John Thompson

Master Hand Engraver John Thompson proudly counts amongst his forbears a band of bold ‘Reivers’ from the Scottish Borders, including one who was outlawed for taking up arms against the English redcoats sent to crush the Jacobite rebellion in 1745. John’s family have been involved in engraving for hundreds of years and he can trace his ancestry, on his mother’s side, back to William Hogarth who was famed for his satirical and bawdy engravings in 18th century London.

After leaving school and spending a year at art school, in 1962 John became the last apprentice in his craft to be taken on anywhere in the United Kingdom. He served his five-year apprenticeship at Messrs William Day (Engravers) Ltd at The Angel, Islington, and undertook further training at the Central School of Arts and Crafts (London) and the London School of Print. During this time worked on jobs for many members of Britain’s aristocracy, the British government and The Royal Family.

In 1983, John and his wife Linda emigrated to Sydney, Australia and initially he found work with a publishing house but subsequently left to establish his own hand engraving business, taking space in the historic Dymocks Building, in Sydney’s George Street. The methods he uses today are exactly the same as those used in the 14th century when hand engraving was first developed to provide ornamentation on suits of armour.

His exclusive one-off pieces include seal and signet rings, wedding and engagement rings, clan rings, cufflinks, pendants and bangles. On occasion he also uses his skills to hand-engrave other precious items including sterling silver tableware, card and cigar boxes, musical instruments and prestige watches. Wherever possible the precious metals John uses are made to his own specifications to ensure the highest quality job. Every design is delicately engraved with small chisels, which, like all the tools John uses, were made by him when he was an apprentice in London almost 50 years ago. The detail is superb with each letter unique in its depth and flourish, each a series of sometimes miniscule strokes. John’s eye is his only guide and the different letters and patterns are stored away in his brain.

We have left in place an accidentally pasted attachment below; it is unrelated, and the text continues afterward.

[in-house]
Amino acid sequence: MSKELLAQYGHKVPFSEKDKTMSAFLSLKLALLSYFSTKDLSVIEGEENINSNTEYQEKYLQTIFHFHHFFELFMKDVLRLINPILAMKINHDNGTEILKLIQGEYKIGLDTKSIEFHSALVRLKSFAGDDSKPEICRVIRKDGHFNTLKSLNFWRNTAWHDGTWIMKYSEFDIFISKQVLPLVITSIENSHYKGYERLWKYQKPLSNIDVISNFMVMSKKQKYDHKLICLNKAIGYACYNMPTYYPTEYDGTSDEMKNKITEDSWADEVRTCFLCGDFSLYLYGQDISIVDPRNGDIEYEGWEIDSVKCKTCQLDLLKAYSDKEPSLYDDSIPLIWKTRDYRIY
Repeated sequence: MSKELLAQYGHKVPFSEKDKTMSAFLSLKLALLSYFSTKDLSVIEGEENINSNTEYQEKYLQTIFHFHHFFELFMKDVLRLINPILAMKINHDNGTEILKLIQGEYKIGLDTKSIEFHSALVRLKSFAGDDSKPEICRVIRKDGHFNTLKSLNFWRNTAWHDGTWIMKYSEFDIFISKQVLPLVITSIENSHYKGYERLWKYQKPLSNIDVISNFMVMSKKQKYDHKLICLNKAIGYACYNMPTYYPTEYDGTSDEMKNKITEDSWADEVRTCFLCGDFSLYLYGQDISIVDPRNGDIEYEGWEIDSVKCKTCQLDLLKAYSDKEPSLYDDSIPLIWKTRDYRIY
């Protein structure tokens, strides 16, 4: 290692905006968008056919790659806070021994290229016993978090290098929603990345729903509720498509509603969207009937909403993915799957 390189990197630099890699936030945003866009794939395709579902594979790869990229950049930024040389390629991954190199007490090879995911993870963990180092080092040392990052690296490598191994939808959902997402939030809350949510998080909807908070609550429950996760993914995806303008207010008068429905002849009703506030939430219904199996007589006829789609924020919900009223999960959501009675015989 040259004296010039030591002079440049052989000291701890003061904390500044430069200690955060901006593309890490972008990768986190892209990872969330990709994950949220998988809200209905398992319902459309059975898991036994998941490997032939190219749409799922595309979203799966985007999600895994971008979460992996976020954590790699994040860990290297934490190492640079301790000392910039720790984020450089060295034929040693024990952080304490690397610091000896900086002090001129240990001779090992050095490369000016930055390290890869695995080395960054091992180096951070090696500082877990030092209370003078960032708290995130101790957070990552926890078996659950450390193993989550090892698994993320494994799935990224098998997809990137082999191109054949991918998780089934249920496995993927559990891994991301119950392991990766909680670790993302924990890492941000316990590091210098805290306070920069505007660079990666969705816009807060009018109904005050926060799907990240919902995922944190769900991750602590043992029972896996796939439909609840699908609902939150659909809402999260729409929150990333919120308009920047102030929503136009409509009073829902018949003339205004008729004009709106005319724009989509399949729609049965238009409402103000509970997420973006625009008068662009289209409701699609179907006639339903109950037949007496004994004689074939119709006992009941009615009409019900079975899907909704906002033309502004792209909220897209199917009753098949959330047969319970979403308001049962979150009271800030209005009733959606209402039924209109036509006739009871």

John was taught copperplate writing by his father at the age of four and will engrave intricate scrolls and beautifully proportioned lettering for the customer who is looking for truly exquisite stationery or invitations and is willing to pay for it. John is still passionate about his craft and has no thought of retiring. His son Peter now works alongside him at John W. Thompson & Son, and John is passing his skills on to him over time.